It is a common phenomenon that concentrations of ionic compositions in cloud water were higher than those in rainwater at the same period (Gervat et al. 1984;Castillo et al. 1983). Ionic concentrations in cloud water were generally five to eight times higher than those in rainwater, slightly lower than that in measurements of Gervat et al. (1984). The exception was the H+ ion, which had a close concentration both in rainwater and cloud water. In cloud water, Ca2+ and NH+4 concentrations contributed to 78.5% of the total cation concentration, and H+ concentration was only about 15.1%. In rainwater, the Ca2+ and NH+4 concentrations were 52.7% of total cation concentration, and the H+ concentration was the highest among cations with up to 44.6% of total cation concentration. The percentage distribution of anion in rainwater was the same as that in cloud water.

Figure 2 showed concentration variations of the main ions in all 34 rainwater samples. The compositions in cloud water had the same variations. From the figure, note that concentrations of ions were quite different for different sampling times, different weather conditions, and different precipitation processes. However, Ca2+, Mg2+, SO2−4, NH+4, NO3, and Cl had nearly the same variation pattern, almost decreasing or increasing at the same time. It implied that the variations were influenced by the same or similar factors, such as air current origin, cloud–fog drop size distribution, and raindrop size distribution. The correlation of ions in rainwater was shown in Table 5. A good correlation among Ca2+, Mg2+, and Cl was observed. The SO2−4 and NO3 were highly correlated with NH+4 in rainwater with the correlation coefficient up to 0.954 and 0.936, respectively. The same good relationship between SO2−4 and NH+4 was found in cloud water. In Lushan, SO2−4 and NH+4 in precipitation mostly came from the scavenging of ammonium sulfate and ammonium bisulfate aerosol. Aerosols did not provide much H+, therefore H+ was only weakly positively correlated with SO2−4 and NH+4 in Lushan precipitation. The results of multiple regression analysis revealed H+ had no obvious relationship with any other single ion. This meant that H+ was determined by only the total balance of all anion and cation.

Ion ratio in rainwater and cloud water

Table 6 gives the SO2−4/NO3 ratio of rainwater and cloud water in Lushan as well as that in the other mountains. In rainwater, the ratio SO2−4/NO3 in Lushan was close to that in the Hengshan, Lion, and Baiyunshan Mountains, higher than that in Miaoershan, and much less than that in Emeishan in southwest China. In cloud water, the ratio in Lushan was less than that in the Hengshan, Lion, and Baiyunshan Mountains, and higher only than that in Miaoershan. From Table 6, note that the SO2−4/NO3 ratio in cloud water was higher than that in rainwater in these mountains except for Lushan, where the ratio was about 3.2 μeq μeq−1 both in cloud water and in rainwater. In Lushan, the ratio of SO2−4/NO3 in precipitation was 3.2 μeq μeq−1, which was close to the gaseous SO2/NO2 ratio 3.4 μeq μeq−1 (assume NO2 = 0.85 NOx), but much less than the SO2−4/NO3 ratio 9.4 μeq μeq−1 in aerosol. Since the local SO2 concentration was low, gaseous SO2 had a very small contribution to SO2−4 in precipitation, which was about 9% in 1989 (Ding et al. 1992). Most of the SO2−4 in precipitation came from the scavenging of aerosol in or below clouds.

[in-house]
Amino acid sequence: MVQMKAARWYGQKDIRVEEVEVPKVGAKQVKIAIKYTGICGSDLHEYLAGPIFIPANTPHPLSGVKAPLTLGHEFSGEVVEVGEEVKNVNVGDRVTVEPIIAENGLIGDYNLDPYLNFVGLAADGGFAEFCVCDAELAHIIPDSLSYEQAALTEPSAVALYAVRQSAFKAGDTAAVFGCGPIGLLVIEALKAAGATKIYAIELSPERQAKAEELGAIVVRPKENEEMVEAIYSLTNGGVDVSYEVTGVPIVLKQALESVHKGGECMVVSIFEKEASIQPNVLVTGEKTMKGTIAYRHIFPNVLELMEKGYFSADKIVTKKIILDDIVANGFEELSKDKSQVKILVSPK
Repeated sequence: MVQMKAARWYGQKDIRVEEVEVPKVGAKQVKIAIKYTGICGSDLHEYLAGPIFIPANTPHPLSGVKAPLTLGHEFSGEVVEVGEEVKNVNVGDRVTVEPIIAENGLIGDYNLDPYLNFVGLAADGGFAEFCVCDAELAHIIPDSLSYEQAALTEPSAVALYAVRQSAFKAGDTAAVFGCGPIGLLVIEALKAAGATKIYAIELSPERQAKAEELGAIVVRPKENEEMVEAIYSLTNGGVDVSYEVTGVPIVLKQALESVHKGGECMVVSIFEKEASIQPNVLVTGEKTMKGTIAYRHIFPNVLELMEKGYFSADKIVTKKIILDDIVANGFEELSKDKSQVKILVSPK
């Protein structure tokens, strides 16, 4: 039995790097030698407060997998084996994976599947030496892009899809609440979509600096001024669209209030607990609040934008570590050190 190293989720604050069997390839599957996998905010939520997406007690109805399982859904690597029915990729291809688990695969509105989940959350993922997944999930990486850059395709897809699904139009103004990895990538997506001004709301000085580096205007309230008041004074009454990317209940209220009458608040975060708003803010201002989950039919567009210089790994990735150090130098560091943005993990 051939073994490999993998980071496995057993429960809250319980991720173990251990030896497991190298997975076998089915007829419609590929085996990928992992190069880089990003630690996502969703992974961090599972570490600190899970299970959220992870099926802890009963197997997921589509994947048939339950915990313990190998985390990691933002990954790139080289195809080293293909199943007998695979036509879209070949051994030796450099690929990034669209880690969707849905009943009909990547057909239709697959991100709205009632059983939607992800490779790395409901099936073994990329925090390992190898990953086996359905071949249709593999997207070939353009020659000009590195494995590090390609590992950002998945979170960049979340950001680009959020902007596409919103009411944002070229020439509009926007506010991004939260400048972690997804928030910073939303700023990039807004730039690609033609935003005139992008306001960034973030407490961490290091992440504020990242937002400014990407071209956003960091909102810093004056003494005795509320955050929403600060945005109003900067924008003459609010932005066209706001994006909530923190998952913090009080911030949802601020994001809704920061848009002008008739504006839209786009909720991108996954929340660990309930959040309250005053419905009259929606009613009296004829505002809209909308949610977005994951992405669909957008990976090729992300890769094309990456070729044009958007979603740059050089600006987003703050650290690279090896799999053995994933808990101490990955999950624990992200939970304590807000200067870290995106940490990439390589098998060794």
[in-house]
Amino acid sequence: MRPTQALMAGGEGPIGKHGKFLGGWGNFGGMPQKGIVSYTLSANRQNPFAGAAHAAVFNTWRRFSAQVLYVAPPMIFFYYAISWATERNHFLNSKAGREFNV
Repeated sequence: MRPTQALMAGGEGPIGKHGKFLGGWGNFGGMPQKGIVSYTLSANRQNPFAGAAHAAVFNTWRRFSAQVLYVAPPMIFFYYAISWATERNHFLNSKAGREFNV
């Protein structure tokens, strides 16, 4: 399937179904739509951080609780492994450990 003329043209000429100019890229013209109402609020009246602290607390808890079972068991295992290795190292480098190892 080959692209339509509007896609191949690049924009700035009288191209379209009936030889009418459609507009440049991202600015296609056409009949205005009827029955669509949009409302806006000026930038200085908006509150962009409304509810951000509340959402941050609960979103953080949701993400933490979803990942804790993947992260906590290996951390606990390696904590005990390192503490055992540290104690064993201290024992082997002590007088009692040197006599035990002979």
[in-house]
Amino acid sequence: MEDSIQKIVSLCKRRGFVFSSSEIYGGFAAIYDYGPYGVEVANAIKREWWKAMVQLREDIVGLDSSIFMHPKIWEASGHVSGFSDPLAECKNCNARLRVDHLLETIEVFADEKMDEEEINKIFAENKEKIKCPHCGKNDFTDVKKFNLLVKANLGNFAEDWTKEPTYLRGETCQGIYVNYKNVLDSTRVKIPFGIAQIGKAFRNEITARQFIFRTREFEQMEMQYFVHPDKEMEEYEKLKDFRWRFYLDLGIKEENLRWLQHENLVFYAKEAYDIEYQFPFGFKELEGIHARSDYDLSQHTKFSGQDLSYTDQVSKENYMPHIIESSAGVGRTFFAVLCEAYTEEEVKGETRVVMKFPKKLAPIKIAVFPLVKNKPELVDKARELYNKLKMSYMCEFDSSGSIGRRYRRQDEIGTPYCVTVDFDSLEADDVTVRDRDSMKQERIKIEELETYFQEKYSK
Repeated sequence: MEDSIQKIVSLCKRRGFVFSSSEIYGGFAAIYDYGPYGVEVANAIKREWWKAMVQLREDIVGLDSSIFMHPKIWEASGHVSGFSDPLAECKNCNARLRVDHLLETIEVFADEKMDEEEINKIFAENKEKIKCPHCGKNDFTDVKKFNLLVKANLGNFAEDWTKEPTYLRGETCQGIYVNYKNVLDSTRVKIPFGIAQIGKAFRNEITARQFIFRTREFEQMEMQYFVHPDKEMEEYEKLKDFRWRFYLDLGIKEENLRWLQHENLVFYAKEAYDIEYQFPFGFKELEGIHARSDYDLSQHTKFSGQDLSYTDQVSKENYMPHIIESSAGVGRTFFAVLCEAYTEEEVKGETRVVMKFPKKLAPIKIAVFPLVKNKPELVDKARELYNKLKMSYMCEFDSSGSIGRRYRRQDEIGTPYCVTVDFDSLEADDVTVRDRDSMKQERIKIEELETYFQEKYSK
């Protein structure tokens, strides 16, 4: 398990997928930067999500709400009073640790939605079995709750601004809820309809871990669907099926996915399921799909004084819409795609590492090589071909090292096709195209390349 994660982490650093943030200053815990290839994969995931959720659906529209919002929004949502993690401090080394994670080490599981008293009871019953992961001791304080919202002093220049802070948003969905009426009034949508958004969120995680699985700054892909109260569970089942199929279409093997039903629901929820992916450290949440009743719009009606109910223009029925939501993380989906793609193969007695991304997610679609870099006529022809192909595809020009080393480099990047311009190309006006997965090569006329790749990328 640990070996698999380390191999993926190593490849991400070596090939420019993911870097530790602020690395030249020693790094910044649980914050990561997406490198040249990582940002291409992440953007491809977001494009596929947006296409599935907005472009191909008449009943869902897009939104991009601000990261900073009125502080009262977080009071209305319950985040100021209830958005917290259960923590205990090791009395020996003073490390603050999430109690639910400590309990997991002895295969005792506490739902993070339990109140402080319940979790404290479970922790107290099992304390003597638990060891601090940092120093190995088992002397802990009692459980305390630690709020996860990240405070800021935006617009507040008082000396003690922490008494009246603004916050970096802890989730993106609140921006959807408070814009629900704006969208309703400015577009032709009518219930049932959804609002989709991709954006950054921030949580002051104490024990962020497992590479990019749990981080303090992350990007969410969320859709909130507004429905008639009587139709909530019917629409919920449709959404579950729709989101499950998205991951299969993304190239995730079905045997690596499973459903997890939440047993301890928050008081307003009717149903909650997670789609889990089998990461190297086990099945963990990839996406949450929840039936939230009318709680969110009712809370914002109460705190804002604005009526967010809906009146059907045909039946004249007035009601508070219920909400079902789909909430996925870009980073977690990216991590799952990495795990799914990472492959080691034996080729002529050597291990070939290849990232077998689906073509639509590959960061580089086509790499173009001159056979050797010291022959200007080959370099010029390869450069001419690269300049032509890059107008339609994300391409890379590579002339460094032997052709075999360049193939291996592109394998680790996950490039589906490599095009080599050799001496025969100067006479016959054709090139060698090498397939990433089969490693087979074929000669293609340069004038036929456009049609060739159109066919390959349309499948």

The ratio of NH+4/Ca2+ in Lushan precipitation was close to or less than that in other mountains, as seen in Table 7, which indicated that NH+4 neutralization in Lushan was lower than that in other mountains because of the low NH3 concentration in the Lushan atmosphere. The model calculations revealed that 46.5% of NH+4 in rainwater was from below-cloud scavenging (Zhang et al. 1995). In the contribution from below-cloud scavenging, 84.8% of NH+4 was mainly from the washout of gaseous NH3 by rainwater. During the measurement period, the average concentration of gaseous NH3 in Lushan was 1.13 μg m−3, which was less than 2.9 μg m−3 in Baiyunshan and 8.4 μg m−3 at the top of the Guangzhou television tower and close to 1.3 μg m−3 in Hengshan and 1.12 μg m−3 in the Lion Mountains. Thus, the contribution of gaseous NH3 to NH+4 in precipitation was very limited.

In Lushan, the cloud water composition and aerosol concentration in Lushan changed with the weather system (Ding et al. 1992), and the SO2−4/NO3 ratio in precipitation was quite different from that in aerosol. Therefore, composition of precipitation in Lushan was not solely from the washout of local aerosol and gaseous pollutants. As the low concentrations of SO2, NOx, NH3, and aerosol were put into consideration, influence of local air pollution on acidification was very limited in Lushan. Long-distance transportation of pollutant was suggested to be one of the sources for the acidification. In 1989, Ding et al. (1992) found that the concentrations of components in aerosol and precipitation showed significant increases when the air current came from the northwest, where strong emission areas existed about 100 km away from Lushan.